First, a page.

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Old 10-01-02, 11:36 PM   #1 (permalink)
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the hardest question you'll ever answer

How can you tell if a snake has been inbred?
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Old 10-02-02, 12:00 AM   #2 (permalink)
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You can't. But it is very common from what I can see.
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Old 10-02-02, 08:15 AM   #3 (permalink)
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If you see deformities, like a crooked back etc. then there is a good chance that's it been inbed but that's never certain...I don't think you could tell on a healthy snake.
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Old 10-02-02, 08:31 AM   #4 (permalink)
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you can't tell, however even in the wild most snakes have small territories shared with related snakes. You need to remember that a type of 'inbreeding' is what establishes varieties of all species. Breeding back an unusual offspring to it's parent or sibling has the best odds of producing similar unusual offspring. This is how any 'non-type' (non-normal) plants and animals are usually produced.
 
Old 10-02-02, 09:52 AM   #5 (permalink)
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There is no way at all of telling. I disgaree with Mike, in that defomaties are a sign of inbreeding. I have seen just as many, if not MORE deformaties come from completely unrelated LTC animals than I have from related animals...........
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Old 10-02-02, 10:46 AM   #6 (permalink)
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Linds could be right...that's just my opinion, I'm not an expert by any means. Who knows why they develope deforaties...
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Old 10-02-02, 10:48 AM   #7 (permalink)
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What effect would breeding siblings and their siblings have? I have 1.1 of most of my snakes and plan to keep at least 1 female from each of my first clutches. Will the father-daughter offspring be too inbred? I've always wondered this.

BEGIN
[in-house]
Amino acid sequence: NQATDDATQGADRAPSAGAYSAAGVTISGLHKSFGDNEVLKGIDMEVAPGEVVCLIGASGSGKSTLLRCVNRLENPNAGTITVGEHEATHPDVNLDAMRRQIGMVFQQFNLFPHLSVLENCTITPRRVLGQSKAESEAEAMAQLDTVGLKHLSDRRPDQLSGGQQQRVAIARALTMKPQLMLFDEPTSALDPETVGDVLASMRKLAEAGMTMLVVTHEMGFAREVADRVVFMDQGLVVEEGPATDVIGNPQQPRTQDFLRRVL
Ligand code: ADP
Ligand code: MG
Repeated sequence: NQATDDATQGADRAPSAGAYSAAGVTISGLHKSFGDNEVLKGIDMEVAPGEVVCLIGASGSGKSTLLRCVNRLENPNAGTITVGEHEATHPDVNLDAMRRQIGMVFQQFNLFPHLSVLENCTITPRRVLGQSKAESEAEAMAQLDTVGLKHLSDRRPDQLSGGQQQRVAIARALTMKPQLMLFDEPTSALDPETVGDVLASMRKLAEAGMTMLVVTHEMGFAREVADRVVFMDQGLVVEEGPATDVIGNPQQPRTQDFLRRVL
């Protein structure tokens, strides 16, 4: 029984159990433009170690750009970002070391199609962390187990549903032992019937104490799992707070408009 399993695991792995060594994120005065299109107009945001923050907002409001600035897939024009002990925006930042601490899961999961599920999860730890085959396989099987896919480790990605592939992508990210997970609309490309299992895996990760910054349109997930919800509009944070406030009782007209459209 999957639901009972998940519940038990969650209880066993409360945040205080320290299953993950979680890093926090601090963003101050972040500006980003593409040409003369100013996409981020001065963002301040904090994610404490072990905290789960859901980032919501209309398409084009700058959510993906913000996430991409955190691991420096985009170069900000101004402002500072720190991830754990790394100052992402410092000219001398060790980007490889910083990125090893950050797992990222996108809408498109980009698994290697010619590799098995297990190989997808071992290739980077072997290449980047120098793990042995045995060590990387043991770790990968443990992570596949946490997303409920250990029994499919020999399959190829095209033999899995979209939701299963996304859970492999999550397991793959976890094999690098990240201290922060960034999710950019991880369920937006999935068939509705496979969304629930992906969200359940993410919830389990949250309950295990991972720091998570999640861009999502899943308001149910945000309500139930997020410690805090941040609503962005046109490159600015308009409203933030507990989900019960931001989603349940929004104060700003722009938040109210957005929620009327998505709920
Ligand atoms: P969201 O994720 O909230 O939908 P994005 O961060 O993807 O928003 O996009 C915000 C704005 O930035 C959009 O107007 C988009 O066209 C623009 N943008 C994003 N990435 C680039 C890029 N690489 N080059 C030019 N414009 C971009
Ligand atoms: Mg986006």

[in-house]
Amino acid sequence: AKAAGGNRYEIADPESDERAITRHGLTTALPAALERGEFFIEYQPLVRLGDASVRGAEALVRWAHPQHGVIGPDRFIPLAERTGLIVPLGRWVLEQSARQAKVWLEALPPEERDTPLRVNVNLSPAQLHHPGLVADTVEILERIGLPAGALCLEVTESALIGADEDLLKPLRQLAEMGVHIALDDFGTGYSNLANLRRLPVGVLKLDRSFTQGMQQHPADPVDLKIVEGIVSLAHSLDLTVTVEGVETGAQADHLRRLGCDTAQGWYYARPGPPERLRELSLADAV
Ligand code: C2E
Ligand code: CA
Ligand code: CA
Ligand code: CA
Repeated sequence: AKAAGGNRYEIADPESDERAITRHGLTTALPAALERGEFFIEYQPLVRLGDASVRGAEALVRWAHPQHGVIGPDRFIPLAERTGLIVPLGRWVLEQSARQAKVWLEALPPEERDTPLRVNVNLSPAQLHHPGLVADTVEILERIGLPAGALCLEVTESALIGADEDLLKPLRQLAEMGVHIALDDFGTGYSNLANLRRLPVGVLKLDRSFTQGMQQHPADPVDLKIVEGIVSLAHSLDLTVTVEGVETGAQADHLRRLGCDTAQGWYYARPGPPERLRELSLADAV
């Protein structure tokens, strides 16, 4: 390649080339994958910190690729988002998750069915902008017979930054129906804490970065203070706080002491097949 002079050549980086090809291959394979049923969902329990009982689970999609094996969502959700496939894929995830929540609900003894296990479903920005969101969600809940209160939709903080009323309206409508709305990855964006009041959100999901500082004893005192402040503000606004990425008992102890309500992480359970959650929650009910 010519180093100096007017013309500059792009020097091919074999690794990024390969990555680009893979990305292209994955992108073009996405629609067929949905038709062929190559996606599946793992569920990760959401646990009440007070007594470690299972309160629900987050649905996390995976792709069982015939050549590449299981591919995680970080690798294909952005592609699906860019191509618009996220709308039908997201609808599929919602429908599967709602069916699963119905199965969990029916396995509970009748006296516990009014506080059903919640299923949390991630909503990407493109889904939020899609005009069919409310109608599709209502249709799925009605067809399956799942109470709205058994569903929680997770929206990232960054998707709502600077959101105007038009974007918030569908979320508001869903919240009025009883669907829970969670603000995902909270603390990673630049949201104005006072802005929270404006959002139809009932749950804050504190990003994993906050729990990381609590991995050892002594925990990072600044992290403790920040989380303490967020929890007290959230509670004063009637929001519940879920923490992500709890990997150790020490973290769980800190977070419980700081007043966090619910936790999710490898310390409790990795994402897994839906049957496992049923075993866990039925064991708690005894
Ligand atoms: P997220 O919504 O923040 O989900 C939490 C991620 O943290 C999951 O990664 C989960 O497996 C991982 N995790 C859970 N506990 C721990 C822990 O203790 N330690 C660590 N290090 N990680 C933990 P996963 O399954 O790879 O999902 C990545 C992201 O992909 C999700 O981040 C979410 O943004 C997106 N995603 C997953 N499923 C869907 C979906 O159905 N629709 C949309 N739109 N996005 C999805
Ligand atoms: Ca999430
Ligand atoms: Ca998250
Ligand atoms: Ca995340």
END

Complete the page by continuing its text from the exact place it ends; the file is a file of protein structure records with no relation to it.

I'd like some advice on this because none of the books I have even talk about it.
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Old 10-02-02, 10:57 AM   #8 (permalink)
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Linds is completely right in my opinion.
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Old 10-02-02, 12:37 PM   #9 (permalink)
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If your snake (or whatever) is one of the spiffy new morphs .. there is a fairly good chance that it has been inbred somewhere in its lineage.
Line breeding is a relatively common practice used to prove a genetic trait. If you look at animals like dogs, you can see the results of over-inbreeding. Breeds like the dalmations, german shepards, chows all have inbreeding related problems (hearing problems, hip displacia, eye problems). Wild cheetahs are inbred out of necessity .. there isn't enough genetic diversity left in them! They are all essentially siblings .. well, genetically, they are all pretty much the same animal.
From what I can see, don't worry TOO much about inbreeding, but keep a close eye on the results, and don't continue a line that has problems (please, the hairless cat is gross enough, let's not breed a furred snake. )

Just my rambling opinion.
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Old 10-02-02, 06:53 PM   #10 (permalink)
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Quote:
Originally posted by Big Mike